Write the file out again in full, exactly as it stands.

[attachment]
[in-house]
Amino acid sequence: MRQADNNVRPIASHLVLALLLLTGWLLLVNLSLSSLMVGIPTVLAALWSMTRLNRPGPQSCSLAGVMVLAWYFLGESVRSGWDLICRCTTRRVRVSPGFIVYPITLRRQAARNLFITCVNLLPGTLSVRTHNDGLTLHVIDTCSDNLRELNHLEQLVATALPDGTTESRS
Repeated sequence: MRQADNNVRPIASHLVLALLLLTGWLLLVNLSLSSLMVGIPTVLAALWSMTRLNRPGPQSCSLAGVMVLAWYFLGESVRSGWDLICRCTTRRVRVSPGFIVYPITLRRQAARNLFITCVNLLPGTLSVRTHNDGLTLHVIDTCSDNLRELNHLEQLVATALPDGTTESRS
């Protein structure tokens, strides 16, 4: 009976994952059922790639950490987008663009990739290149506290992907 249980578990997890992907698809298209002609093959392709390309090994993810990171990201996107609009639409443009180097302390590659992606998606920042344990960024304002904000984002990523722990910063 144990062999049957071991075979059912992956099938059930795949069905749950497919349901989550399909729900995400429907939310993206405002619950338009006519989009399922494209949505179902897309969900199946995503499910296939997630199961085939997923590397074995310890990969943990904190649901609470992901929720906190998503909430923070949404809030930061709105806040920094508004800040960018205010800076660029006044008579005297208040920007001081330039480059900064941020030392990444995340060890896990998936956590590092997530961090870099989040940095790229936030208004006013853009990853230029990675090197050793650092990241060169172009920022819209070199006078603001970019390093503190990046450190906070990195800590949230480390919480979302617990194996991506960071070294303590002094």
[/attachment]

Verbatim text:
[in-house]
Amino acid sequence: MRQADNNVRPIASHLVLALLLLTGWLLLVNLSLSSLMVGIPTVLAALWSMTRLNRPGPQSCSLAGVMVLAWYFLGESVRSGWDLICRCTTRRVRVSPGFIVYPITLRRQAARNLFITCVNLLPGTLSVRTHNDGLTLHVIDTCSDNLRELNHLEQLVATALPDGTTESRS
Repeated sequence: MRQADNNVRPIASHLVLALLLLTGWLLLVNLSLSSLMVGIPTVLAALWSMTRLNRPGPQSCSLAGVMVLAWYFLGESVRSGWDLICRCTTRRVRVSPGFIVYPITLRRQAARNLFITCVNLLPGTLSVRTHNDGLTLHVIDTCSDNLRELNHLEQLVATALPDGTTESRS
């Protein structure tokens, strides 16, 4: 009976994952059922790639950490987008663009990739290149506290992907 249980578990997890992907698809298209002609093959392709390309090994993810990171990201996107609009639409443009180097302390590659992606998606920042344990960024304002904000984002990523722990910063 144990062999049957071991075979059912992956099938059930795949069905749950497919349901989550399909729900995400429907939310993206405002619950338009006519989009399922494209949505179902897309969900199946995503499910296939997630199961085939997923590397074995310890990969943990904190649901609470992901929720906190998503909430923070949404809030930061709105806040920094508004800040960018205010800076660029006044008579005297208040920007001081330039480059900064941020030392990444995340060890896990998936956590590092997530961090870099989040940095790229936030208004006013853009990853230029990675090197050793650092990241060169172009920022819209070199006078603001970019390093503190990046450190906070990195800590949230480390919480979302617990194996991506960071070294303590002094």